The 21st named storm of the Pacific Ocean's 2018 severe weather season, Typhoon Jebi has diminished marginally over the past 24 hours as it moves over slightly cooler water but is still seeing powerful winds up to 252 kph (156 mph) and barometric pressure readings of 935 Millibars, according to Japan's Meteorological Agency.
No further lessening of the storm's power is predicted and a landfall on Honshu is expected for early Tuesday, the agency said, cited by The Japan Times.
"Maintaining its very strong power, the typhoon is forecast to approach western and eastern Japan," the agency noted.
Record July rainfall saw flooding and landslides that killed some 220 in the Chugoku region — including the Hiroshima, Okayama, Shimane, Tottori, and Yamaguchi prefectures — in Japan's worst weather disaster in many years. The same area will soon bear the brunt of Jebi's onslaught.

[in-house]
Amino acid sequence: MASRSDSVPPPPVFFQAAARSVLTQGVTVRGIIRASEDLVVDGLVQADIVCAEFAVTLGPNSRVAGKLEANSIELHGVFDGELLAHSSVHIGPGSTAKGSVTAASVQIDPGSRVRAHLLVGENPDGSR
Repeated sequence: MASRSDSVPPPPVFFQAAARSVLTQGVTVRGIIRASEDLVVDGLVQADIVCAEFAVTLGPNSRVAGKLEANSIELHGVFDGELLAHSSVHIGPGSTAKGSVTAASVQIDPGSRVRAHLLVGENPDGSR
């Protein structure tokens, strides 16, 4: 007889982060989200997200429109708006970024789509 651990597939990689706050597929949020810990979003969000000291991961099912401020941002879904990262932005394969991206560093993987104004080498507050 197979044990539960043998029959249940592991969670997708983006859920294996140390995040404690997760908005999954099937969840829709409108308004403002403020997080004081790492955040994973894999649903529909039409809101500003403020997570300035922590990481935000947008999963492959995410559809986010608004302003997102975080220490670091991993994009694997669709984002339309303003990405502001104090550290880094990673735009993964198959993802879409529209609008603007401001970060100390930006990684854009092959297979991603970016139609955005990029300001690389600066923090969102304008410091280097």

Considered by many meteorologists to be the strongest Pacific storm of the season to date, Jebi is still several hundreds of kilometers south of Japan but is churning northward at some 16 mph, according to Accuweather.
Residents in the affected regions have been urged by the Meteorological Agency to prepare for dangerously high waves and heavy flooding that could cause more landslides in already-soaked areas.
About 27,000 people in Nagato, Yamaguchi Prefecture, were evacuated Saturday after an unrelated torrential rainstorm caused flooding in the region.